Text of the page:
OK, now, do you real quickly, do you help people in their homes along with organizations? Are you mainly in people’s homes?

[00:32:59.970] – Susie Marsh

And I’m primarily in people’s homes at this point. I do their home offices as well. If they’re if they’re still working from home or they always work from home. So I do a lot of work there. So but I do general residential organizing. So it’s anybody that needs help with their chaos and clutter. And I help them figure out how to get that peace and calm back into their lives.

[00:33:22.730] – Laura Cicholski

But you’ve helped. Have you helped a lot of people lately with people are working from home now with the covid. How do you I thought well, last question ask you this kind of important for people that are working from home, how do you have them separate out the fact that they’re working from home? Sometimes if you have your computer in the kitchen when you’re cooking, you can’t ever you know, I mean, you’re always looking at that computer thinking you’re always working.

[00:33:42.800] – Laura Cicholski

Do you recommend them having their office space in a separate room? They can, yeah. Or especially even just a desk. If they don’t have another room , just have a specific desk area that they can work at and, you know, kind of keep those activities separate if they’re cooking dinner, cook dinner, if they’re doing work, do work, and if they need to take breaks from the doing the dinner thing and they need to go check their emails and kind of thing, just have a set system set way of doing it.

[00:34:08.420] – Susie Marsh

And instead of having that anxiety and stress all the time, while you’re trying to do both things, because they show that studies show that we really aren’t multitasking very well, we are actually just doing multiple tasks and probably not doing either of them very well or not giving them the attention they need. So neither one of the main focus.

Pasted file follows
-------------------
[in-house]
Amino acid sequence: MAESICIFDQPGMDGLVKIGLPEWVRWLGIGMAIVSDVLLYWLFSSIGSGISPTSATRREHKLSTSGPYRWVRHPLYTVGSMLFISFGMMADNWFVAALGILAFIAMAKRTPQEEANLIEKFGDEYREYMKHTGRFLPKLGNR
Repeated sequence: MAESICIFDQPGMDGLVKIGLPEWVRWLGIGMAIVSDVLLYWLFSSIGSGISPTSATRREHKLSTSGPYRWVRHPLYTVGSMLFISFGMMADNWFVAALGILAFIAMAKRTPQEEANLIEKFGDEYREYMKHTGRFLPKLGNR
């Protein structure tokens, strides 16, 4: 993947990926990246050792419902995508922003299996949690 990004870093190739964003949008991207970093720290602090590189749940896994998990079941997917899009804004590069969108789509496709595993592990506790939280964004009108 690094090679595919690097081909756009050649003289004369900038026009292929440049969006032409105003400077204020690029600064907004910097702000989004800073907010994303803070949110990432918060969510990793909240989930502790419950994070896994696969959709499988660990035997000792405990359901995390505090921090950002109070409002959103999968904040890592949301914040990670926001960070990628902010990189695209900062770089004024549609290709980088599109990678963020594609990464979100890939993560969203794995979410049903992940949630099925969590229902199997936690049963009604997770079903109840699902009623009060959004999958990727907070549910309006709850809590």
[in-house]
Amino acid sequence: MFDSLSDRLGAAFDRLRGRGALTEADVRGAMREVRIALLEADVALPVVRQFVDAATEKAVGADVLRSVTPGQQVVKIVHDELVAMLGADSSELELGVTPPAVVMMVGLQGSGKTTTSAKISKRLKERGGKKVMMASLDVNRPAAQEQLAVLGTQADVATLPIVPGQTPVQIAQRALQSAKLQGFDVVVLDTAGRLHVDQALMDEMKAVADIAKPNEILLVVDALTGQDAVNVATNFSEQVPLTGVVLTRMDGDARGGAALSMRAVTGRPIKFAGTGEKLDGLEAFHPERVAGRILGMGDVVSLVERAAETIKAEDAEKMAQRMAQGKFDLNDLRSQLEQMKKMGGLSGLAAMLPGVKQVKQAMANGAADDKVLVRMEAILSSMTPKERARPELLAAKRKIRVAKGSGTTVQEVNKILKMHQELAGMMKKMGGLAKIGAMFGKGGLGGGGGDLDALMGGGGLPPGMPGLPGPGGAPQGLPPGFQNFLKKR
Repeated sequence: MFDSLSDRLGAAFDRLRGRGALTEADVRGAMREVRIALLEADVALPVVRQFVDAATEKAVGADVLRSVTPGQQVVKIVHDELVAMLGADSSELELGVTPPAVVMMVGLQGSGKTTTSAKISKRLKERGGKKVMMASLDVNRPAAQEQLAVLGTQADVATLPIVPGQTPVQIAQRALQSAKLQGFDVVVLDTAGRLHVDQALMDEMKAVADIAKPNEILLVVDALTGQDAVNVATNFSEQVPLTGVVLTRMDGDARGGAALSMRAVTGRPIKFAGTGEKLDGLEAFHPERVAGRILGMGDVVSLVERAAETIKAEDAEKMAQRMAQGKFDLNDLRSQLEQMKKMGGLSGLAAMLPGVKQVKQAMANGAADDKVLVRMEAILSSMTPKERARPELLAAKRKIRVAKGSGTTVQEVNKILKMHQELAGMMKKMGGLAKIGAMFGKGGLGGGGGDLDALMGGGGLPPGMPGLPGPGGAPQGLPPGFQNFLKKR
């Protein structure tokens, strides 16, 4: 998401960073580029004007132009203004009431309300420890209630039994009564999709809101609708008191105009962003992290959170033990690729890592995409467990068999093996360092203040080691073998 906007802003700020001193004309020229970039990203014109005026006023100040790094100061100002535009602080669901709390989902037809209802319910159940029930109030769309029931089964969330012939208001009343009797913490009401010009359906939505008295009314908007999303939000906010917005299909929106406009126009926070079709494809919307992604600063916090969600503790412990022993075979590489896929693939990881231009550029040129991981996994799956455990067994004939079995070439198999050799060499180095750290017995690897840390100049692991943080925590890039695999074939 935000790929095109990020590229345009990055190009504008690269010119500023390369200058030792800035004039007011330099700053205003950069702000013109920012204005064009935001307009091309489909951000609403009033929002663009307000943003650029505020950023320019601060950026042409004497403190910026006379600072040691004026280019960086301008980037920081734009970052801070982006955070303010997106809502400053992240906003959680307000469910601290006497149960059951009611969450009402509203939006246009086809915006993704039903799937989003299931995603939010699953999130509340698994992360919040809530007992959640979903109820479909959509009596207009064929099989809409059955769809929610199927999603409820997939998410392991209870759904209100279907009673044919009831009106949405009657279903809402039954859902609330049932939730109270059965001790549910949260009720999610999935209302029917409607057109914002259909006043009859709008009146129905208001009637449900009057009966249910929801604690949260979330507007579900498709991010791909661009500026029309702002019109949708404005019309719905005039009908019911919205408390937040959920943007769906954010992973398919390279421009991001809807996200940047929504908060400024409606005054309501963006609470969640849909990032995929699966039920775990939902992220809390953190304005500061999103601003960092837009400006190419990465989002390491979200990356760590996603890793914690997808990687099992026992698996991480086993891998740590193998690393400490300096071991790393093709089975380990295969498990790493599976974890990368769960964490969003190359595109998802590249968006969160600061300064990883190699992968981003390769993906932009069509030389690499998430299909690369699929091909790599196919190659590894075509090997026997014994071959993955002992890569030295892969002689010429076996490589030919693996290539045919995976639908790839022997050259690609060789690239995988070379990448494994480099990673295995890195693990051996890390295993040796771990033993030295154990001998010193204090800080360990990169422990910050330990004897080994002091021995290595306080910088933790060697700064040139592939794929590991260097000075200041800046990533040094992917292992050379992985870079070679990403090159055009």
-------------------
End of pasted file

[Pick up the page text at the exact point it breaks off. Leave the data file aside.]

[00:34:27.290] – Laura Cicholski

Right. If you’re over here and you’re over there, then you’re here to try to fix those are good, good tips.

[00:34:32.060] – Laura Cicholski

And I think also, like you said, doing the Pomodoro method, maybe stepping away, making sure that because when you have your computer at home, it’s so easy just to be working all the time. Right now we’re trying to get off and you need that break. You need the break for hobbies, exercise your family. You need that.

[00:34:48.330] – Susie Marsh

Yeah, know, I personally make sure I have the I turn off my computer every day after I get done working and that’s it. You know, if I check my emails or whatever, that’s only on my phone and, you know, I just set my boundaries. You have your boundaries on what when when you’re going to be doing work and when you’re not.

[00:35:08.250] – Laura Cicholski

I love that. Yeah, they should do that. As far as checking emails, I think I’ve changed now where I check emails usually a couple of times a day, although if I have like an interview set up or something with the speaker and I want to be in contact, I’ll check it just to make sure they have everything they need. But usually otherwise, I’m trying to check it twice a day just to keep kind of some of the boundaries. And does it mean that I’m not available via phone or text all the time, but it’s nice just to be able to give a few boundaries and let people know I’ll get to you later in the day unless it’s an emergency.

[00:35:32.760] – Susie Marsh


[00:35:33.840] – Laura Cicholski

Exactly. It was fantastic to have you here with us today. Thank you for your tips. I think they’re amazing. And I really think you helped a lot of health care providers and others with not only organizing their office space, but also their home space. And I think you’re going to make a great difference and help them lower their stress. Thank you.

[00:35:49.290] – Susie Marsh

Great. Thank you for having me.

[00:35:51.180] – Laura Cicholski

Thanks, Susie.


Sue Marsh 200 x 275


Susie Marsh, LBSW is the owner of Susie’s Organization Solutions LLC and former co-owner of Moxie Life Organizing, LLC. She is a 14+ year veteran of the organizing & productivity industry as well as a licensed social worker for 30+ years in the mental health system of Kent County. Susie is an active Golden Circle member of NAPO National as well as a residential specialist Susie also is an active member of NAPO Michigan where she served 4 years as Vice President and volunteer coordinator. She currently is the West Michigan Liaison. Susie is also a member of the Caregiver Resource Network and Institute for Challenging Disorganization. She has been featured in Senior Perspective magazine, GR Business Journal, Fox17 and on the team of two episodes of season 7 of A& E’s “Hoarders:Family Secrets”. Susie helps clients to “Eliminate the chaos and clutter in their lives!”

NAPO member (since 2008) / NAPO MI Chapter member (since 2013)
NAPO MI VP (2016-2020)
ICD member- 10 years
Caregiver Resource Network
Gun Lake Business Association